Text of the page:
Colin Nolan adjusts a piece on his alien crash landing sculpure at his home near Monroe. (Ian Terry / The Herald)

Colin Nolan adjusts a piece on his alien crash landing sculpure at his home near Monroe. (Ian Terry / The Herald)

Monroe man repurposes scrap into weird, wacky, wondrous art

“I hate to see stuff that’s cool get thrown away,” says Colin Nolan.

Colin Nolan doesn’t need to decorate his yard for Halloween.

It looks like Halloween all year.

He’s the Dr. Frankenstein of junk.

Or the Junkenstein of funk.

What’s up with that?

In his Monroe workshop, broken parts become creatures that could be your worst nightmare — that is, if they weren’t so freakin’ cute.

“It’s a way to enjoy my scrap,” he said. “I hate to see stuff that’s cool get thrown away.”

It’s an occupational hazard for Nolan, 57, who buys and sells used golf course equipment. He stashes his finds on the 5-acre homestead he shares with his wife, Nancy, and two kids, Hunter, 16, and Shelby, 13.

Some items get fixed up and resold. Others get reborn in new ways.

He has curated dozens of sculptures from old propane tanks, mower blades, backpack blowers, engines, coils, weed whackers, plows, jacks, rakes and log tongs. He takes the reduce-reuse-recycle ethic to an eccentric conclusion.

A troop of big action figures line the front of his property at 12714 263rd Ave. SE on the outskirts of Monroe.

“A lot people stop, slow down, take pictures,” he said.

Others may run like hell.

His roadside display has never been the target of vandals or thieves.

Nolan started making yard art about four years ago, sparked by the demise of his pride-and-joy 1973 Chevy Vega that was tricked out in chrome.

“It caught on fire,” he said. “Rather than throwing the thing away, I made a Transformer (alien robot figure) out of it.”

The figure’s body is the Vega engine. The arms, made from the drivetrain and coil springs, hold a muffler-turned-gun at the ready. The head is an engine.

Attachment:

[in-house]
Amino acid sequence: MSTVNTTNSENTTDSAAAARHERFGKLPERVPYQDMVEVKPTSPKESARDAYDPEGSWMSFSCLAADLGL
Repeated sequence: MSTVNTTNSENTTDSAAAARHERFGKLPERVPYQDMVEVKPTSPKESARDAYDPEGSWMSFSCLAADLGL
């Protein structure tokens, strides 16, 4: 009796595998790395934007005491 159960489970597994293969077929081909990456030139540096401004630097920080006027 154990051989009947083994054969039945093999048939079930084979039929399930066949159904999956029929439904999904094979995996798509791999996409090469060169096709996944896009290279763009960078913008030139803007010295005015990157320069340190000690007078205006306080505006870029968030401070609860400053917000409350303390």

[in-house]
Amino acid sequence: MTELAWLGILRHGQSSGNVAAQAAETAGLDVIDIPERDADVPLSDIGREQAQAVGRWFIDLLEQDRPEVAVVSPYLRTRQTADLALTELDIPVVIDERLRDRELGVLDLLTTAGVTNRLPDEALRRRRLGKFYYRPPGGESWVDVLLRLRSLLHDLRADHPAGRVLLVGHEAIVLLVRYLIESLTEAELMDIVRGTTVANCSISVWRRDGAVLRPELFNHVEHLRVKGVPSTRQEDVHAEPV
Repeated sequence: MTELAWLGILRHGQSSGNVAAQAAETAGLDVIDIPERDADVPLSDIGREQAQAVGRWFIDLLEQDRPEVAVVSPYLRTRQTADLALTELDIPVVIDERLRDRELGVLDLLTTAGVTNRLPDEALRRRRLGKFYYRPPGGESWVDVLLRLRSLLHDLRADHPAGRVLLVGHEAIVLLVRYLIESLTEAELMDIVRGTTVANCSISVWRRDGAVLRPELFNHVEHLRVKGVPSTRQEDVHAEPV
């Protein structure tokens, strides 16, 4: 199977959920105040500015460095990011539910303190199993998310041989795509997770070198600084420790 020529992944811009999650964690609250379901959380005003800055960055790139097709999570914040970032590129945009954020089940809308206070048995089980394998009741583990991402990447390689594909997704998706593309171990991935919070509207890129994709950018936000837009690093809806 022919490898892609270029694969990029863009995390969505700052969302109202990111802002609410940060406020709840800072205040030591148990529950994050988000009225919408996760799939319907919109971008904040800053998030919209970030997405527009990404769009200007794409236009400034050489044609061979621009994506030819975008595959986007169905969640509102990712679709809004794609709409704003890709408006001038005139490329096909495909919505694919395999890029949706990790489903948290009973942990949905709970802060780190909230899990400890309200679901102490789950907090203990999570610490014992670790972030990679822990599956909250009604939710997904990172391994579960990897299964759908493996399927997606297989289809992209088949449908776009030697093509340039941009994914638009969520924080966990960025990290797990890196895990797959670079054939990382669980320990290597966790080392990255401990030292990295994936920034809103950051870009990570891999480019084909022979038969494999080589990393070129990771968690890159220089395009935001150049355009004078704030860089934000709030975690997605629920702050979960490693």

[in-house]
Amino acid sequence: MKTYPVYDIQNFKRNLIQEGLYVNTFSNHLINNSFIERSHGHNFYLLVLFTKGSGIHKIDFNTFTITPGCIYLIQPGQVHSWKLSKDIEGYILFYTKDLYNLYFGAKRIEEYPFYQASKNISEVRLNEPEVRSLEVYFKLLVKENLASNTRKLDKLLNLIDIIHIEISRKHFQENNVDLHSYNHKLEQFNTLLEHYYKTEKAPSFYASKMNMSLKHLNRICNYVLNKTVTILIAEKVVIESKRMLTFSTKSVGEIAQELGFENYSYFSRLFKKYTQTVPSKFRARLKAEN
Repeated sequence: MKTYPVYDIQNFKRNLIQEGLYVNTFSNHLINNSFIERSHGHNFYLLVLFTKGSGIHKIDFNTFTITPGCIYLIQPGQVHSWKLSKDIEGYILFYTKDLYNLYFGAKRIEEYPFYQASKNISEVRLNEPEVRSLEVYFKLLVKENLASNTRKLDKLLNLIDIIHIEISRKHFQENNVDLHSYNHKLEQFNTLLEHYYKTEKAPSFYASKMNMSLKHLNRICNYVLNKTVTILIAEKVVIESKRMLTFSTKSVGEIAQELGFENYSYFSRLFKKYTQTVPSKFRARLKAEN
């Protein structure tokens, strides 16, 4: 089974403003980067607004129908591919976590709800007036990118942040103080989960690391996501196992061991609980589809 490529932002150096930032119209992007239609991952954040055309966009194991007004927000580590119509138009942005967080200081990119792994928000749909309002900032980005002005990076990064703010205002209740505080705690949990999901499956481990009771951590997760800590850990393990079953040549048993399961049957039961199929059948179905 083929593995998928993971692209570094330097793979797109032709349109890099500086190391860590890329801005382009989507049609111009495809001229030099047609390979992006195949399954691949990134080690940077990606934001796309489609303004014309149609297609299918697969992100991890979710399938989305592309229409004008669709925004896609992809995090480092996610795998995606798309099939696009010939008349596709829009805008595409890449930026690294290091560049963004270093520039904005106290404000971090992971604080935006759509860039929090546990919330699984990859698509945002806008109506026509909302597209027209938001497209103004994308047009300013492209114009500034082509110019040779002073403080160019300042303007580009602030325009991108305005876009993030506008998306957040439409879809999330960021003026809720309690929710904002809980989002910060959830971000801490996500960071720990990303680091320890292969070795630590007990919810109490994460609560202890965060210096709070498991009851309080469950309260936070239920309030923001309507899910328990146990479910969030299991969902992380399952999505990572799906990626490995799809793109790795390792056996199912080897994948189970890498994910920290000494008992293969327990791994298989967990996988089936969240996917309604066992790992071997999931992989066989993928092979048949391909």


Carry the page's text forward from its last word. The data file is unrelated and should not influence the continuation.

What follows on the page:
I told Nolan that back in college I had a Chevy Vega. It was never that cool.

“You could have made yours look just like that,” he said.

No way.

Another figure is made from propane tanks with a head that’s an antique rototiller, eyes from a pick ax and chainsaw-bar tongue. Its weapon is an old tool used to stretch mink fur.

“It takes a strange mind to come up with this stuff,” Nolan said. “I can’t help it. There’s no rhyme or reason for some of this. I just build them to build them.”

The flying saucer is from a satellite dish, with a gaggle of dolls sprayed bright green and artfully arranged on top. “It had alien written all over it,” he said.

His beloved Seahawks make an appearance in some unique 12th-man looking forms.

A 12-foot humanoid with shoulders from a 6-foot-wide lawnmower deck looks like it could tackle the whole team. It was created in Nolan’s laboratory for that famous 2014 championship game against the Broncos. “On Super Bowl Sunday I made him and put him in the back of my truck and drove downtown and people went bananas over it,” Nolan said.

Now it stands near a silo turned blue-and-green Apollo 12th-man rocket: “It was sitting on the side of a barn with a little ‘Free’ sign on it, all rusted up, and I just had to save it,” Nolan said.

Some of the other oddities are just the physical manifestation of Nolan seeing something in what others deem rubbish. For example, a wringer washing machine with tennis shoes on three legs, posed as if it’s ready to wobble around the lawn.

“It still works. You could plug that in and it would run,” he said of the washer. “I went to Goodwill just to get those shoes. It’s the only place that had three shoes alike. (The cashier) made me a deal on them.”

Nolan also has a collection of about 20 more characters near his house, which he plans to move in front.

“My wife said, ‘I want people to see it,’ ” he said.

(If this was my husband’s passion, I might want it out of my living room window’s sight, too.)

“She’s used to it. She puts up with it,” he insists.

His son, Hunter said it’s easy for his friends to find him.

“Look for all the sculptures in the front yard, that’s my house,” he said.

Is it art?

“Oh, yes, this is art. Definitely art,” Hunter said. “Not the prettiest kind of art, but it’s definitely art.”

Ernie Smith, owner of Blue Boy West Golf Course about a mile away on Florence Acres Road, said Nolan is a man of many talents.

“He’s a really good mechanic,” Smith said. “He fixes all my equipment, when he’s not dinking around with all that stuff. He has a knack to do artwork. He always wants to bring some stuff here, and I say, ‘Well, I don’t think it really fits into my decor.’ ”

Want a one-of-a-kind wonder for your yard?

“Nobody has ever tried to buy anything. Never,” Nolan said. “If someone appreciates it, come talk to me.”

Andrea Brown: 425-339-3443; Twitter: @reporterbrown.

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